• Ken Hay

Computer HELP

Updated: Aug 27


Anyone who works with computers has experienced, or at very least, nearly experienced, a nervous breakdown. He/she may be an accountant whose Excel work sheet , suddenly, will only sum adjacent columns diagonally; an architect whose drawings, sent electronically to a client, are reproduced as images from some porn file or other; a surgeon whose repeated “How to remove an ingrown toenail” searches result in detailed instructions on cardio-pulmonary transplant surgery; a high school student seeking advice on Pythagoras is served up with the full text of Einstein’s Theory on Relativity – and so on ad nauseum (that’s Latin for “until it makes you sick” just in case you intended to do a Google on it – it would probably give you the sound maps for Sydney Opera House auditorium).

Be all that as it may – and it is – the greatest roll-around-on-the-floor laughing/shrieking/ sobbing-in-despair game the computer gurus play on us is called “HELP”. Naturally, HELP is a four-letter word and whatever possessed the gurus to use that word in their work is beyond my comprehension. But then most things about computers are beyond my comprehension.

For example, not that anyone reading this would require examples, that business of computer codes being made up of “0s” and “1s” had me struggling. I could only comprehend two ways of combining 0 and 1 i.e. 01 and 10. But then a glimmer of understanding came with the number 8. 8 being the luckiest number ever, the foundation of life on earth, more important than CO2 etc. but studiously ignored by Climate Change Zealots. Throw in another neologism and we get Binary Code – and there you have it. Comprehension satisfied. I’ll bet!

I have come to the conclusion that computer people are barking up the wrong tree with the help concept. Or, more likely, like a pack of hungry wolves barking up lots of trees – whatever. Their fundamental error is having the Help requests attended to by computer Gurus. Now I am not so crass as to suggest that Gurus actually answer your plaintive pleas for guidance. No, we are all aware that that is not going to happen but, before they all wandered off to the golf course or the pub or where-ever they go, they will have up-loaded a set of ten or so multiple choice questions. These will be either expertly derived to match up with your question/s or randomly selected from a cardboard box in the office kitchen. They seem to have a preference for the latter.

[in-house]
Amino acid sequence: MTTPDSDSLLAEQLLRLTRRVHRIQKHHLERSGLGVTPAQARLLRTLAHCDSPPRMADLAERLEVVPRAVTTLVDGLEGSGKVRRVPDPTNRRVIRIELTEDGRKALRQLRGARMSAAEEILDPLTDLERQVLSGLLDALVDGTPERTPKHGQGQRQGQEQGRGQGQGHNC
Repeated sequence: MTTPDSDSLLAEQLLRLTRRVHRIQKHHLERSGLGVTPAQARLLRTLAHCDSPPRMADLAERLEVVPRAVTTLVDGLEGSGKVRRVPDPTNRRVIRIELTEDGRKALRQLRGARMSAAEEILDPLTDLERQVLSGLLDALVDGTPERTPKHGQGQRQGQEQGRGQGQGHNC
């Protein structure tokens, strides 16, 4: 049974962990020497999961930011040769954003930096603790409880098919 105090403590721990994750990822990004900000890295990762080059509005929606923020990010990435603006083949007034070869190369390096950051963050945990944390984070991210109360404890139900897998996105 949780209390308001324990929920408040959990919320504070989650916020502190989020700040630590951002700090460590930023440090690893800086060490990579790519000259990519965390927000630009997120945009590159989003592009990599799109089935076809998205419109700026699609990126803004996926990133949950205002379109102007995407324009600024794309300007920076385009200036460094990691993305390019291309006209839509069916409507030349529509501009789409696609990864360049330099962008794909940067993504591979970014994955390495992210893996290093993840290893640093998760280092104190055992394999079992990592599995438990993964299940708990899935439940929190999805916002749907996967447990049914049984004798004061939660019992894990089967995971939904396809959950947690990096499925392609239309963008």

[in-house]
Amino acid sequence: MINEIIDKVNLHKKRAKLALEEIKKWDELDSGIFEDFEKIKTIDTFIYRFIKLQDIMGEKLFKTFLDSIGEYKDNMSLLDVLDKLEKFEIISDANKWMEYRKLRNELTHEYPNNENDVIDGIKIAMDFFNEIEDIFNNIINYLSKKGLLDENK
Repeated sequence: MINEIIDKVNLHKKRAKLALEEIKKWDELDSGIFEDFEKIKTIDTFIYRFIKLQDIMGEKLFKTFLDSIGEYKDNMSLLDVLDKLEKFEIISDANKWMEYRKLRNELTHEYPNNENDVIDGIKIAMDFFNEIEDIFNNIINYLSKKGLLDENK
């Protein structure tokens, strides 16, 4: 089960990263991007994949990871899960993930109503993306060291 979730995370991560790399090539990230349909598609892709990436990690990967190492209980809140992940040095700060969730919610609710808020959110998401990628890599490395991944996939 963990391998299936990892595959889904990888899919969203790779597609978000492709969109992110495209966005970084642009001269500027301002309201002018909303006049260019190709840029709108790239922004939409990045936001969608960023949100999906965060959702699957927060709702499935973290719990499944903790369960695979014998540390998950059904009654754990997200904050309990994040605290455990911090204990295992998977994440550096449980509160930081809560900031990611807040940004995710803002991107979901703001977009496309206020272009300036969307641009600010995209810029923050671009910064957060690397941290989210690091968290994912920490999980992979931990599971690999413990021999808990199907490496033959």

You, the simple computer amateur, speak a different language to computer experts. You describe your problem. They read it and translate it into computer talk which you do not understand. For instance, if you are writing in Microsoft Word and suddenly find you need to change the font but the machine will not cooperate. You hit help and type in, “How to change font.” Word will answer with five alternatives – Track changes, Change case, Font, Default Font and Fonts. Well two of the responses could be helpful so you click on Font.

Word then comes up with another five guesses – Change the default font in Word, Cloud fonts in Office (???), Add East Asian fonts ….., Remove Language and fonts you don’t use, and Change the default text colour (font colour) in Word. You take an educated guess, or a simple punt, and select the first option. Up comes the response 1. Go to HOME and then select the Font Dialog Box Launcher. You could spend the rest the afternoon trying work out what and where the Font Dialog Box Launcher is but Mother Microsoft has made it easy with – TAKE ME THERE! Brilliant. Up comes a Dialog Box, (I presume that’s what it is but it is simply labelled “Font”) with multiple font parameters that enable you to change the default font. Problem is – you were not using the default font and you still have the dodgy font in place. Dear God. The other four options won’t help you.

The solution to this problem is easy – every computer Guru who is even remotely engaged in the Help activity should have, sitting alongside him/her, a little old lady who knows nothing about computers. I know most readers would prefer to have their ten-year-old grandson do this job but that would be falling into the same trap. Your ten-year-old grandson knows far too much about computers. He is one of the enemy. He too would want to rattle off the Font Dialog Box Launcher. He knows what it is, where it is and what it does.